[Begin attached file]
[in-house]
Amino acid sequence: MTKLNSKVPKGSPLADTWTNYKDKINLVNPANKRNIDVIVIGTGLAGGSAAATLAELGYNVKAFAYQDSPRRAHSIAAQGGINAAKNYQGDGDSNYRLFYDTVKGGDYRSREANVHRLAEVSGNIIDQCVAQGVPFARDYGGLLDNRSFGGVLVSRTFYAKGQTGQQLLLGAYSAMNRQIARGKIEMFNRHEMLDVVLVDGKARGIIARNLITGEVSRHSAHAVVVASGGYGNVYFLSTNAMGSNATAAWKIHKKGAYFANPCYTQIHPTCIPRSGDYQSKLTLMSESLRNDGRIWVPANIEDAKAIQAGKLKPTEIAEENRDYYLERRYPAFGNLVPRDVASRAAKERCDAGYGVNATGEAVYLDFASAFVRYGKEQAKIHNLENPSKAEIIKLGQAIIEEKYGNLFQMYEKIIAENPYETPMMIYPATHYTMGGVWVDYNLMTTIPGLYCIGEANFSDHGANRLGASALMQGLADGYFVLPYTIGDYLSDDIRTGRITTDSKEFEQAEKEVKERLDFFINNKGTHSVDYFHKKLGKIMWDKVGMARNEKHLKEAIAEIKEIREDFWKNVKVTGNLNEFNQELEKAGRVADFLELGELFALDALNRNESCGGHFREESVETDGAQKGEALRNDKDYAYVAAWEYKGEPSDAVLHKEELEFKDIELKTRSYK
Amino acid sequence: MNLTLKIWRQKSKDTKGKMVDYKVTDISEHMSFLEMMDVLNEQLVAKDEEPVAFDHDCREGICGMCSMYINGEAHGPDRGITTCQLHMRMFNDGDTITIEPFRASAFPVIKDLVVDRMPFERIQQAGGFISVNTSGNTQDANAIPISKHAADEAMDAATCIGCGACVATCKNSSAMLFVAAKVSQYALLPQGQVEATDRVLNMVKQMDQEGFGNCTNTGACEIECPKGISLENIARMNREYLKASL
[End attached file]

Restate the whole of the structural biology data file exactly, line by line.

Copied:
[in-house]
Amino acid sequence: MTKLNSKVPKGSPLADTWTNYKDKINLVNPANKRNIDVIVIGTGLAGGSAAATLAELGYNVKAFAYQDSPRRAHSIAAQGGINAAKNYQGDGDSNYRLFYDTVKGGDYRSREANVHRLAEVSGNIIDQCVAQGVPFARDYGGLLDNRSFGGVLVSRTFYAKGQTGQQLLLGAYSAMNRQIARGKIEMFNRHEMLDVVLVDGKARGIIARNLITGEVSRHSAHAVVVASGGYGNVYFLSTNAMGSNATAAWKIHKKGAYFANPCYTQIHPTCIPRSGDYQSKLTLMSESLRNDGRIWVPANIEDAKAIQAGKLKPTEIAEENRDYYLERRYPAFGNLVPRDVASRAAKERCDAGYGVNATGEAVYLDFASAFVRYGKEQAKIHNLENPSKAEIIKLGQAIIEEKYGNLFQMYEKIIAENPYETPMMIYPATHYTMGGVWVDYNLMTTIPGLYCIGEANFSDHGANRLGASALMQGLADGYFVLPYTIGDYLSDDIRTGRITTDSKEFEQAEKEVKERLDFFINNKGTHSVDYFHKKLGKIMWDKVGMARNEKHLKEAIAEIKEIREDFWKNVKVTGNLNEFNQELEKAGRVADFLELGELFALDALNRNESCGGHFREESVETDGAQKGEALRNDKDYAYVAAWEYKGEPSDAVLHKEELEFKDIELKTRSYK
Amino acid sequence: MNLTLKIWRQKSKDTKGKMVDYKVTDISEHMSFLEMMDVLNEQLVAKDEEPVAFDHDCREGICGMCSMYINGEAHGPDRGITTCQLHMRMFNDGDTITIEPFRASAFPVIKDLVVDRMPFERIQQAGGFISVNTSGNTQDANAIPISKHAADEAMDAATCIGCGACVATCKNSSAMLFVAAKVSQYALLPQGQVEATDRVLNMVKQMDQEGFGNCTNTGACEIECPKGISLENIARMNREYLKASL